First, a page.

PROPERTY FROM GALLISON HALL, CHARLOTTESVILLE, VIRGINIA: THE JAMES F. SCOTT COLLECTION
This chest is attributed to Cotton White (ca. 1774-1826), a cabinetmaker working in Hatfield, Massachusetts, based on comparisons with a tall-case clock signed and dated by him in a private collection.1 With a history of descent in the family of the Hatfield historian Daniel White Wells (b. 1842), this clock has a movement by Isaac Gere (1771-1812) and is signed by White on the backboard and dated “Jany th 26 1795.” Cotton White was the son of David (1748-ca. 1778) and Roxcella Warner White and he owned both a blacksmith shop and cabinet shop on the main road in Hatfield. He was also an inventor for his 1826 estate inventory listed patents for “a machine for making wheels” and a lathe to turn broom handles.
Cotton White’s signature on the clock at Historic Deerfield has allowed for a group of related case pieces with a similar combination of lavish carved, turned and inlaid decoration to be ascribed to him. The surviving body of work indicates that he made large and impressive case pieces for wealthy patrons in the Northampton area. He used Georgian design principles to construct his case pieces, which he ornamented with design motifs popular since the 1740s, such as bracket feet, chamfered pilasters, and deep cornice moldings, combined with neoclassical elements such as the swags and inlaid decoration.
One piece from the group is a bonnet-top secretary bookcase at Historic Deerfield with a history in the Billings family of Hatfield and Deerfield.2 It has identical details to this chest including a drapery swag-carved tympanum, flowerhead-carved terminals, pierced Corinthian capitals, lattice-work frieze, herringbone inlays, drawers with beaded edges, and a three-dimensional bird finial. The finial on the Deerfield example is apparently original and differs from the finial made as a replacement for this chest in that the wings are slightly raised. A cherry chest-on-chest at Historic Deerfield with the same history in the Billings family as the aforementioned desk-and-bookcase also represents the White shop tradition. It features the details found on this chest of a cornice containing a frieze of Gothic arches, an egg-and-dart molding, and clusters of herringbone inlays on the lower sections of the fluted canted corners.3
Additional pieces that are similar to this chest on chest and part of this group of casework attributed to Cotton White include a cherry chest-on-chest nearly identical to the one at Historic Deerfield that sold at Parke-Bernet Galleries, January 11-13, 1945, lot 611 as the property of Mrs. J. Ramsay Hunt; a cherry desk-and-bookcase in the Holzer Collection with closely related carved Corinthian capitals and a history in the Flagg family;4 and a cherry desk-and-bookcase closely related to the aforementioned example but with solid paneled doors that was sold by GKS Bush to Mr. and Mrs. Forbes Ramsey. With their block-and-shell facades and scrolled bracket feet, the latter two pieces showcase Cotton White’s ability to work in the fashionable urban styles of nearby Boston and Newport. One other related piece includes a desk-and-bookcase cited by Historic Deerfield that is illustrated in The Magazine Antiques (May 1974): p. 979.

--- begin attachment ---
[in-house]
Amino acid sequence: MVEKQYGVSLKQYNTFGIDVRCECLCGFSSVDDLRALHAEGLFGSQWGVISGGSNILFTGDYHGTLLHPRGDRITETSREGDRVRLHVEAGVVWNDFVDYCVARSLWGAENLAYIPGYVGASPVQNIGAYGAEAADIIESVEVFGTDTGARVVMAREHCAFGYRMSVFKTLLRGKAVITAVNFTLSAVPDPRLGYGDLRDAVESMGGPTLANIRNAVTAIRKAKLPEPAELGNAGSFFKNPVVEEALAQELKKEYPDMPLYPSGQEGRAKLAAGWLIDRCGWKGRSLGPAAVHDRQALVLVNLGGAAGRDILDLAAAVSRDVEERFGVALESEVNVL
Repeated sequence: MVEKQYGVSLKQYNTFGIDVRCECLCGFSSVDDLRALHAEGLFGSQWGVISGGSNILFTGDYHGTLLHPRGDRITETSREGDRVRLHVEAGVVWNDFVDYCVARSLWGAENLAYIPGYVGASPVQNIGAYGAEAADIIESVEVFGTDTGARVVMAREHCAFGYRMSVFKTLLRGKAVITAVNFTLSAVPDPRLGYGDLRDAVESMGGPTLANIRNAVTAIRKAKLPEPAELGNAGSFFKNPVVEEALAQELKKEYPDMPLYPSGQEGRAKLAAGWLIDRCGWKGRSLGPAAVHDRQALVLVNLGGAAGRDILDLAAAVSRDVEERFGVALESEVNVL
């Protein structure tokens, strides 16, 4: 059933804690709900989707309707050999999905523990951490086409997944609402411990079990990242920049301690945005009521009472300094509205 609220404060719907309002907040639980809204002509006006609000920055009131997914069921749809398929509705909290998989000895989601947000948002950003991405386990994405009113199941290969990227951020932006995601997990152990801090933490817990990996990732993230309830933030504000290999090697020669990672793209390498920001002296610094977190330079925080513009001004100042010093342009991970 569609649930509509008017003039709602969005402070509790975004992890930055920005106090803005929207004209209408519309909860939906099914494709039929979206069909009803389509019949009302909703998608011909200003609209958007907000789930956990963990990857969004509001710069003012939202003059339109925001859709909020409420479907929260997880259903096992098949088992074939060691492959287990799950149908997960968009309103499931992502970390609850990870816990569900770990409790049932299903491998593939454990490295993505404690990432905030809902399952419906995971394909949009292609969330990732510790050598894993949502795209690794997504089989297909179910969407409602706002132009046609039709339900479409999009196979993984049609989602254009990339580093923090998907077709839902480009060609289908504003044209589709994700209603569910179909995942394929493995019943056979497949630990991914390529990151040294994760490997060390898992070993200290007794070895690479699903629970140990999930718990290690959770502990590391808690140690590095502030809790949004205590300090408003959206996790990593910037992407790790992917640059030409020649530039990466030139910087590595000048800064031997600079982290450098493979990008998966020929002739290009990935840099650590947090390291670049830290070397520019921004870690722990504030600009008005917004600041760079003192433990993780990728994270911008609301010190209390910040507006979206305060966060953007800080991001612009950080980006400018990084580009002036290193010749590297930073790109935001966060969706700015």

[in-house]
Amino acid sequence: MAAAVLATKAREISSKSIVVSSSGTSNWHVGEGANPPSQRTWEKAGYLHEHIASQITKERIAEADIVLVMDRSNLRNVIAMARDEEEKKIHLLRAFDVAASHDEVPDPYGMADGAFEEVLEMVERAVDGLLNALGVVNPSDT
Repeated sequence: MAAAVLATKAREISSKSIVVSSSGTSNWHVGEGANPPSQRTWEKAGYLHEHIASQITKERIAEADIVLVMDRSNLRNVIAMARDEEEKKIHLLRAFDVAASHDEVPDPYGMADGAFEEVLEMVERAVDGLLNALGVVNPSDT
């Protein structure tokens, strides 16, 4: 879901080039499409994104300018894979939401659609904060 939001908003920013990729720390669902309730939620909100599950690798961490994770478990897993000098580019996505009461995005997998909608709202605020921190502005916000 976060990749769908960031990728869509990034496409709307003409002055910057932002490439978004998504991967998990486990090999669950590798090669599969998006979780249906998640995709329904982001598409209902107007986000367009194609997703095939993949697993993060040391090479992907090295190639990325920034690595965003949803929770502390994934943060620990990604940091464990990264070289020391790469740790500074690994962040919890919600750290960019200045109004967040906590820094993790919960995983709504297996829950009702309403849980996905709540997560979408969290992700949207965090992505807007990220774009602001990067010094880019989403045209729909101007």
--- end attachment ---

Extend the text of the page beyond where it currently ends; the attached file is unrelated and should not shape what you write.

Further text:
This chest has a history in the Stoddard family of Northampton, Massachusetts and was originally owned by Solomon Stoddard (1736-1827), grandson of Solomon Stoddard (1643-1729), the pastor of the Congregationalist Church in Northampton and the major religious leader in the area at the time known as the “Puritan Pope of the Connecticut River Valley.” Solomon was a graduate of Yale College in 1765 and High Sheriff of Hampshire County. He married Martha Stoddard (1739-1772) and this chest was likely among the furnishings at the Manse, their home on Prospect Street in Northampton, which still stands today. The chest-on-chest was next owned by their son, Solomon Stoddard (1771-1860). A graduate of Yale in 1790, he studied under Caleb Strong, a Northampton attorney, U.S. senator, and future Massachusetts governor. Solomon became a successful lawyer in Northampton while also serving in the civic roles of register of deeds, town clerk, chief justice of the court of sessions, court clerk, and state representative. He and his wife, Sarah (1771-1852), had eight children and lived at a house on Elm Street in Northampton, which is today part of Smith College. This chest was next owned by their son Solomon Stoddard Jr. (1800-1847) and his wife, Frances (1808-1883). It descended to their daughter and then to cousins before it was sold out of the family in 1922.
1 See Gerald Ward and William M. Hosley, eds. The Great River, Art and Society of the Connecticut Valley, 1635-1820 (Hartford: Wadsworth Atheneum, 1985): fig. 243.
2 Historic Deerfield accession no. HD 1232. See Dean A. Fales, Jr., The Furniture of Historic Deerfield (New York: E.P. Dutton and Company, 1976): no. 481, 481a-c, pp. 242-3.
3 See ibid, no. 452.
4 See Philip Holzer, Philip and Ann Holzer Collection (privately printed, 1990): no. 26, pp. 74-81.
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